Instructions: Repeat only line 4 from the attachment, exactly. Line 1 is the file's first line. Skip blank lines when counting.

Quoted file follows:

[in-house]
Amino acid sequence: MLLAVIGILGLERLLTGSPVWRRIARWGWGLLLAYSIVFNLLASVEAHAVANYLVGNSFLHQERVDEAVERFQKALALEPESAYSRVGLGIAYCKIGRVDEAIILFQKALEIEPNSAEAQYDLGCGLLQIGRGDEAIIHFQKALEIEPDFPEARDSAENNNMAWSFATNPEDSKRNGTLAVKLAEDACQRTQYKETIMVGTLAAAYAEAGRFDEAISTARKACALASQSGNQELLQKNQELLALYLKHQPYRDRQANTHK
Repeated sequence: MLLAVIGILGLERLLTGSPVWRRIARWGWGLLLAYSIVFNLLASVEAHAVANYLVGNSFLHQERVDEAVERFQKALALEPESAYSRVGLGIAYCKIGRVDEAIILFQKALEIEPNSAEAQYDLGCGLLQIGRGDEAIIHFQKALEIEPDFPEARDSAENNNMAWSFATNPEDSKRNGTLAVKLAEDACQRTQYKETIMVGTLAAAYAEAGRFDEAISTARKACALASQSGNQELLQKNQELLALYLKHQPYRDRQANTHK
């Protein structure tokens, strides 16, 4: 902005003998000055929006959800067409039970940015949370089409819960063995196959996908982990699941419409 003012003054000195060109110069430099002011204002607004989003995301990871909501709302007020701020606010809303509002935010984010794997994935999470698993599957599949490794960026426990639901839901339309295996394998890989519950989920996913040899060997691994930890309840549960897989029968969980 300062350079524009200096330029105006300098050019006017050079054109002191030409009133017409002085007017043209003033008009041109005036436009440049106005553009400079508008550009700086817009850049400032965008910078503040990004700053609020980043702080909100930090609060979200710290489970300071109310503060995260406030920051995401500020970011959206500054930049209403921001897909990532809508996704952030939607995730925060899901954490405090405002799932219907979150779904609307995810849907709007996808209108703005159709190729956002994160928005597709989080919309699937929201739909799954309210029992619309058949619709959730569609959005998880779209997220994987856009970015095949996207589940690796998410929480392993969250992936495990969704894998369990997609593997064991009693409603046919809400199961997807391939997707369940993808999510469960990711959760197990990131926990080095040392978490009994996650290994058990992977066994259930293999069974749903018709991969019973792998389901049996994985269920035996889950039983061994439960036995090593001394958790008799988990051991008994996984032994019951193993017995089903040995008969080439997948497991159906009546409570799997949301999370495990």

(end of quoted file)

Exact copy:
């Protein structure tokens, strides 16, 4: 902005003998000055929006959800067409039970940015949370089409819960063995196959996908982990699941419409 003012003054000195060109110069430099002011204002607004989003995301990871909501709302007020701020606010809303509002935010984010794997994935999470698993599957599949490794960026426990639901839901339309295996394998890989519950989920996913040899060997691994930890309840549960897989029968969980 300062350079524009200096330029105006300098050019006017050079054109002191030409009133017409002085007017043209003033008009041109005036436009440049106005553009400079508008550009700086817009850049400032965008910078503040990004700053609020980043702080909100930090609060979200710290489970300071109310503060995260406030920051995401500020970011959206500054930049209403921001897909990532809508996704952030939607995730925060899901954490405090405002799932219907979150779904609307995810849907709007996808209108703005159709190729956002994160928005597709989080919309699937929201739909799954309210029992619309058949619709959730569609959005998880779209997220994987856009970015095949996207589940690796998410929480392993969250992936495990969704894998369990997609593997064991009693409603046919809400199961997807391939997707369940993808999510469960990711959760197990990131926990080095040392978490009994996650290994058990992977066994259930293999069974749903018709991969019973792998389901049996994985269920035996889950039983061994439960036995090593001394958790008799988990051991008994996984032994019951193993017995089903040995008969080439997948497991159906009546409570799997949301999370495990």